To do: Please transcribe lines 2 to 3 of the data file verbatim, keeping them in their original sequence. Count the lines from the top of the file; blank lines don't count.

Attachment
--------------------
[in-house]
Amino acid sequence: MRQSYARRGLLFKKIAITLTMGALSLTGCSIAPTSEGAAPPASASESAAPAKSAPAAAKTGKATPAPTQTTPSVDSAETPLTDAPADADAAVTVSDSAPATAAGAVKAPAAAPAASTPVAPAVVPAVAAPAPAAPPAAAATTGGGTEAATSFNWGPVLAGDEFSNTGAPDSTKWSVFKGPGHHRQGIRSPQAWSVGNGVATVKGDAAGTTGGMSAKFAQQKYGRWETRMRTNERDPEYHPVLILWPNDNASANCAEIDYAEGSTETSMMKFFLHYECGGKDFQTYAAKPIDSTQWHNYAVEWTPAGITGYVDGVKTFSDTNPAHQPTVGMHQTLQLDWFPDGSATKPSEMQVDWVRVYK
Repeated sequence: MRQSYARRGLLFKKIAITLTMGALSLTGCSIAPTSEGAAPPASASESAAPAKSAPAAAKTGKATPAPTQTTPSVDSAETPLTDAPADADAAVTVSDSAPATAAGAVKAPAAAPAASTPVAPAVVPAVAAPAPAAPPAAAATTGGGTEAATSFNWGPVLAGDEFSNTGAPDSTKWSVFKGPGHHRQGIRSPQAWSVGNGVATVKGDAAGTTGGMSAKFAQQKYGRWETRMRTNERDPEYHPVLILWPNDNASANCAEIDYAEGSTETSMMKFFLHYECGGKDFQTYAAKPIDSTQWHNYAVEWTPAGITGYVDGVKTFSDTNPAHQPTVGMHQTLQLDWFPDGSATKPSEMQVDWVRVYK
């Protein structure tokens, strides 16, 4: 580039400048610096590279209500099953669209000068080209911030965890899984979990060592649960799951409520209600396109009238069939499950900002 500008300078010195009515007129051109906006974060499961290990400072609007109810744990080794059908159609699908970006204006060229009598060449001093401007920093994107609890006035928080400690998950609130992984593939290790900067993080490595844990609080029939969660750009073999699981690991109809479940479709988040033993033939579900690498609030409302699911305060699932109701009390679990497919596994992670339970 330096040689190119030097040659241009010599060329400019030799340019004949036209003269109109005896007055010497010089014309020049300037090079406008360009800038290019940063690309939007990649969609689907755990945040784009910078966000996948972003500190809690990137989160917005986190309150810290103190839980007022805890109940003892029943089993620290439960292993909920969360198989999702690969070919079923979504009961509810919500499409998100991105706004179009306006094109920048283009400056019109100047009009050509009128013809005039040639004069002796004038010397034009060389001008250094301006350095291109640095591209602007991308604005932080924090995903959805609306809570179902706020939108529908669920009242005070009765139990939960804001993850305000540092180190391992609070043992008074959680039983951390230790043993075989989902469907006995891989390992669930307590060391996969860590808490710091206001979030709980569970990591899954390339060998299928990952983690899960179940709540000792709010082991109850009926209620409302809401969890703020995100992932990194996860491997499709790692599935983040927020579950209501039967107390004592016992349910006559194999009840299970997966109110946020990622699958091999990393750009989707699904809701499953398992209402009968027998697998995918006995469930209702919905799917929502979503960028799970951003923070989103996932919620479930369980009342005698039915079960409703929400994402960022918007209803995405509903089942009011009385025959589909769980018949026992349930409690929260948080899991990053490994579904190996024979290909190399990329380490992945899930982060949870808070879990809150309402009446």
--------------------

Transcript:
Amino acid sequence: MRQSYARRGLLFKKIAITLTMGALSLTGCSIAPTSEGAAPPASASESAAPAKSAPAAAKTGKATPAPTQTTPSVDSAETPLTDAPADADAAVTVSDSAPATAAGAVKAPAAAPAASTPVAPAVVPAVAAPAPAAPPAAAATTGGGTEAATSFNWGPVLAGDEFSNTGAPDSTKWSVFKGPGHHRQGIRSPQAWSVGNGVATVKGDAAGTTGGMSAKFAQQKYGRWETRMRTNERDPEYHPVLILWPNDNASANCAEIDYAEGSTETSMMKFFLHYECGGKDFQTYAAKPIDSTQWHNYAVEWTPAGITGYVDGVKTFSDTNPAHQPTVGMHQTLQLDWFPDGSATKPSEMQVDWVRVYK
Repeated sequence: MRQSYARRGLLFKKIAITLTMGALSLTGCSIAPTSEGAAPPASASESAAPAKSAPAAAKTGKATPAPTQTTPSVDSAETPLTDAPADADAAVTVSDSAPATAAGAVKAPAAAPAASTPVAPAVVPAVAAPAPAAPPAAAATTGGGTEAATSFNWGPVLAGDEFSNTGAPDSTKWSVFKGPGHHRQGIRSPQAWSVGNGVATVKGDAAGTTGGMSAKFAQQKYGRWETRMRTNERDPEYHPVLILWPNDNASANCAEIDYAEGSTETSMMKFFLHYECGGKDFQTYAAKPIDSTQWHNYAVEWTPAGITGYVDGVKTFSDTNPAHQPTVGMHQTLQLDWFPDGSATKPSEMQVDWVRVYK